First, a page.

How Thailand controlled the spread of Covid-19
With dozens of countries struggling to cope with the Covid-19 pandemic, two celebrated economists believe Thailand was saved from the worst effects by its commitment to a robust public health system, a network of national volunteers, the widespread use of masks, and a healthy dose of luck.
“It was predicted that Thailand would be the third-worst-affected country after China and Hong Kong, so it has been quite remarkable that there have been so few deaths,” said Chris Baker and his colleague Pasuk Phongpaichit in a talk on YouTube.
The pair of award-winning economists have authored several books that explain Thailand to international audiences with uncommon clarity and entertaining insights, including “Thailand Boom and Bust,” “Thailand’s Crisis,” and “Thailand Economy and Politics.”
Among the most critical factors in the Kingdom’s effective response, Pasuk and Baker said, were Thailand’s commitment to a robust public health system and the medical community’s experience in dealing with SARS in 2003.
“Because of their experience with SARS, the doctors started treating bad cases of coronavirus with treatments they had developed for SARS, including anti-retrovirals that had been developed for HIV/AIDS. They didn’t know why they worked, but they did, and so they kept using them,” Baker said.
Also, a nationwide network of one million health volunteers assisted with contact tracing, monitoring cases in villages, and providing health information to people. “That’s very important for how coronavirus was treated here,” Baker said.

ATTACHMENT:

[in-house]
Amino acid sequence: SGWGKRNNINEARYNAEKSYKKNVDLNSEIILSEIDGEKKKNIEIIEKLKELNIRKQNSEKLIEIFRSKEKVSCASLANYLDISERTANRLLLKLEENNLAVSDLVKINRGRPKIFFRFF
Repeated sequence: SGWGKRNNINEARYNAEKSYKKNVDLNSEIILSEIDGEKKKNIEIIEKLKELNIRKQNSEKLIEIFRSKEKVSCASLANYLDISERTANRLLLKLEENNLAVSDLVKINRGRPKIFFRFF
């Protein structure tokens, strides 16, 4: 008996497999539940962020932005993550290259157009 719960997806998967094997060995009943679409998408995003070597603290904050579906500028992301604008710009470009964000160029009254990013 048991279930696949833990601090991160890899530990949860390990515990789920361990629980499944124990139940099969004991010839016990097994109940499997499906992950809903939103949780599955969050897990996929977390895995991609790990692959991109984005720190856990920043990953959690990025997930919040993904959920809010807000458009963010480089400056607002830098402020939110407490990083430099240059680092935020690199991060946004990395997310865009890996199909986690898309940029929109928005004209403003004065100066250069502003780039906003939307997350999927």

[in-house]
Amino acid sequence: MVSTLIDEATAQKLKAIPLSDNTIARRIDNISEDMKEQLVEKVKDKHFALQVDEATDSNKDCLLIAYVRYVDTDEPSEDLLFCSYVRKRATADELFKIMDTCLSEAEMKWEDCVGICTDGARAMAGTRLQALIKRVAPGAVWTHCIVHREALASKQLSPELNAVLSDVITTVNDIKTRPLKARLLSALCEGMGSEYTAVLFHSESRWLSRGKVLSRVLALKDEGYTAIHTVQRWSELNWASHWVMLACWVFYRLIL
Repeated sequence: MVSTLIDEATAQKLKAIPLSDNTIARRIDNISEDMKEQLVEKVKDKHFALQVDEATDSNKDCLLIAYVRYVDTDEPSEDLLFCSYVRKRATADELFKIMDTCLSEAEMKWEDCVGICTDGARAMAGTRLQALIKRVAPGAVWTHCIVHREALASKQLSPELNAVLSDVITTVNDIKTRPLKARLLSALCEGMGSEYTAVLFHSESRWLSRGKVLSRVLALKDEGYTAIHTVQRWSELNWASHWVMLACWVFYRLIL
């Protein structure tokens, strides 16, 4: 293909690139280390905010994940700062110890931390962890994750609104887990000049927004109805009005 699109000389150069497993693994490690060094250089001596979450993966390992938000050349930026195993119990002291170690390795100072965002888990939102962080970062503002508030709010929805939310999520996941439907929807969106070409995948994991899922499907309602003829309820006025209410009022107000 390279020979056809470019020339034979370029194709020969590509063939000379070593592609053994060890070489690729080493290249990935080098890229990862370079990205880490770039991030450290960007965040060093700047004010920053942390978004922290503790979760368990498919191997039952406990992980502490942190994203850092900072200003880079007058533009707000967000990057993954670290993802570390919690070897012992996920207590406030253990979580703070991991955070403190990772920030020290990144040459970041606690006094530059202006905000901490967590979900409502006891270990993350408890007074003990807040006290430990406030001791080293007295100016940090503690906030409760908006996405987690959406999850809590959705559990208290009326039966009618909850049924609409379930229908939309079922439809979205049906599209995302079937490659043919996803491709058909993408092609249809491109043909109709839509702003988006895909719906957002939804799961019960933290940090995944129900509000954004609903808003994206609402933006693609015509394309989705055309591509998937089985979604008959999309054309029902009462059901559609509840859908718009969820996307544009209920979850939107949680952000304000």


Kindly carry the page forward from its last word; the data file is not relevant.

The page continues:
He also credited the Ministry of Public Health and the medical community with being transparent about the situation. That gained them the confidence and cooperation of the public when they needed to take restrictive measures.
The Kingdom also benefitted from some bits of luck that were initially bad but turned out to be good, said Baker. Thailand had been experiencing a dust and haze problem before the virus arrived. “So lots of people were already wearing masks,” he said. Baker added that “it’s pretty clear that this virus does not like heat and dryness.” When the virus did reach Thailand, the Kingdom was in the midst of a record drought.
Looking forward, Pasuk said that the “Covid crisis represents an opportunity to review the national strategy and adjust it towards more decentralization and sustainability.”
Prime Minister Prayut Chan-o-cha has instructed the national planning agency and economic ministers to re-examine the strategy and make any necessary modifications to take into account pandemics and other potential threats.
“Some of us have already been arguing that we need to cultivate more local sources of growth, reform the taxation and logistics systems, and give more authority to local governments for planning. Also, we need to improve social welfare programs and education reforms,” Pasuk said.
Photo courtesy of https://multimedia.anamai.moph.go.th/